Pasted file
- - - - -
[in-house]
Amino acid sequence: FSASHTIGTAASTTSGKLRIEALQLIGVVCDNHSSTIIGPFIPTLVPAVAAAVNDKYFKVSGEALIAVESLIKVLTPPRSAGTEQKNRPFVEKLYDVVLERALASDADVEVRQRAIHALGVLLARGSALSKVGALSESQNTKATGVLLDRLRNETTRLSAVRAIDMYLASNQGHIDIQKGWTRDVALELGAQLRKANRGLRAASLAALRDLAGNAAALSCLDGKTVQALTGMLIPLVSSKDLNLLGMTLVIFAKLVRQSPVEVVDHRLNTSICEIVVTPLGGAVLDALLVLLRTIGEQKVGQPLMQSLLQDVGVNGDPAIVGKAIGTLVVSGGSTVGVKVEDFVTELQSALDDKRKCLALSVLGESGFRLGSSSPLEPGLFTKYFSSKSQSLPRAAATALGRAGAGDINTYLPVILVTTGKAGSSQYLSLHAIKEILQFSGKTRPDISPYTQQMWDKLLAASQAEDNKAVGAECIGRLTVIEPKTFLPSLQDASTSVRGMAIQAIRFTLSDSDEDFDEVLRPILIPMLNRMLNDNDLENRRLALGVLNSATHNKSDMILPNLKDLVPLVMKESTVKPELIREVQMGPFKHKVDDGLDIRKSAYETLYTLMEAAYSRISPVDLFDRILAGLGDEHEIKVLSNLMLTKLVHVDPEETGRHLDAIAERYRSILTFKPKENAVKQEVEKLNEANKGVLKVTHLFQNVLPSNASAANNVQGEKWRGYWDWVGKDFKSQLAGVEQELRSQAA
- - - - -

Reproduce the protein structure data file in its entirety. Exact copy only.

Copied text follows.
[in-house]
Amino acid sequence: FSASHTIGTAASTTSGKLRIEALQLIGVVCDNHSSTIIGPFIPTLVPAVAAAVNDKYFKVSGEALIAVESLIKVLTPPRSAGTEQKNRPFVEKLYDVVLERALASDADVEVRQRAIHALGVLLARGSALSKVGALSESQNTKATGVLLDRLRNETTRLSAVRAIDMYLASNQGHIDIQKGWTRDVALELGAQLRKANRGLRAASLAALRDLAGNAAALSCLDGKTVQALTGMLIPLVSSKDLNLLGMTLVIFAKLVRQSPVEVVDHRLNTSICEIVVTPLGGAVLDALLVLLRTIGEQKVGQPLMQSLLQDVGVNGDPAIVGKAIGTLVVSGGSTVGVKVEDFVTELQSALDDKRKCLALSVLGESGFRLGSSSPLEPGLFTKYFSSKSQSLPRAAATALGRAGAGDINTYLPVILVTTGKAGSSQYLSLHAIKEILQFSGKTRPDISPYTQQMWDKLLAASQAEDNKAVGAECIGRLTVIEPKTFLPSLQDASTSVRGMAIQAIRFTLSDSDEDFDEVLRPILIPMLNRMLNDNDLENRRLALGVLNSATHNKSDMILPNLKDLVPLVMKESTVKPELIREVQMGPFKHKVDDGLDIRKSAYETLYTLMEAAYSRISPVDLFDRILAGLGDEHEIKVLSNLMLTKLVHVDPEETGRHLDAIAERYRSILTFKPKENAVKQEVEKLNEANKGVLKVTHLFQNVLPSNASAANNVQGEKWRGYWDWVGKDFKSQLAGVEQELRSQAA